Science Works to Conquer Junk Food Cravings
Check Your Mood
Many experts have noted that feeling bummed out, lonely, depressed or sad can fuel a craving for junk food. But surprisingly, the opposite is also true, according to Dr. Wansink's research. When you're celebrating, it's easy to feel compelled to reward yourself with food. Make an effort to find non-food rewards. Treat yourself to a manicure or new running sneakers, for example.
Social situations like parties and sporting events can trigger cravings even when you're not hungry, Dr. Wansink's research indicates. Just imagine what a football game would be like without enjoying hot dogs, beer and wings, or going to a wedding without having a couple glasses of bubbly and some cake. You don't have to avoid these foods entirely, though. Instead, you can enjoy a small portion without overdoing it. The key to doing this is to think about the temptations awaiting you and make a pact with yourself: "It's okay to enjoy a taste, but I only need a couple of bites to feel satisfied." You could even let your partner in on your pact, to make yourself feel even more accountable.
Improve on the Original
Some foods trigger palpable reactions when we taste or smell them—lasagna might remind you of Sunday night dinners from your childhood; deep-dish pizza might take you back to your first date with your spouse. Dr. Wansink's research has found certain foods can actually help define who we are. Although it may be fun and soothing to revisit memories via a tasty meal, there's no reason to let it derail your diet. You can enjoy your favorite dishes—without packing on pounds—by using lower-calorie ingredients like reduced-fat cheese or fat-free sour cream, and keeping portions moderate.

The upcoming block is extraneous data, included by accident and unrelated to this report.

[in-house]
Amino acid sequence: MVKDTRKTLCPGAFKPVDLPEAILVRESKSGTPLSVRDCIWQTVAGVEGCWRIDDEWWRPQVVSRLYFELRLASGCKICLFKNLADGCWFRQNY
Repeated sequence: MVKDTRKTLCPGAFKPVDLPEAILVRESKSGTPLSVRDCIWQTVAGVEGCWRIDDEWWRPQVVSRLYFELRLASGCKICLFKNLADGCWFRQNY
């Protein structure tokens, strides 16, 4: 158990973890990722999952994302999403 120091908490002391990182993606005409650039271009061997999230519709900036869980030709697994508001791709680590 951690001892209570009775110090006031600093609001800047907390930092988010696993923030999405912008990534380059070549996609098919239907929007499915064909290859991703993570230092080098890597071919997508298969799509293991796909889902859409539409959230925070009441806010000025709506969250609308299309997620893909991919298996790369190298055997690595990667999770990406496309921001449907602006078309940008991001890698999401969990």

For more on cravings and healthy-eating advice, check out TheBestLife.com.
Do you have any additional tips to beat cravings for diet-busting junk food? Share your best advice in the comments area.
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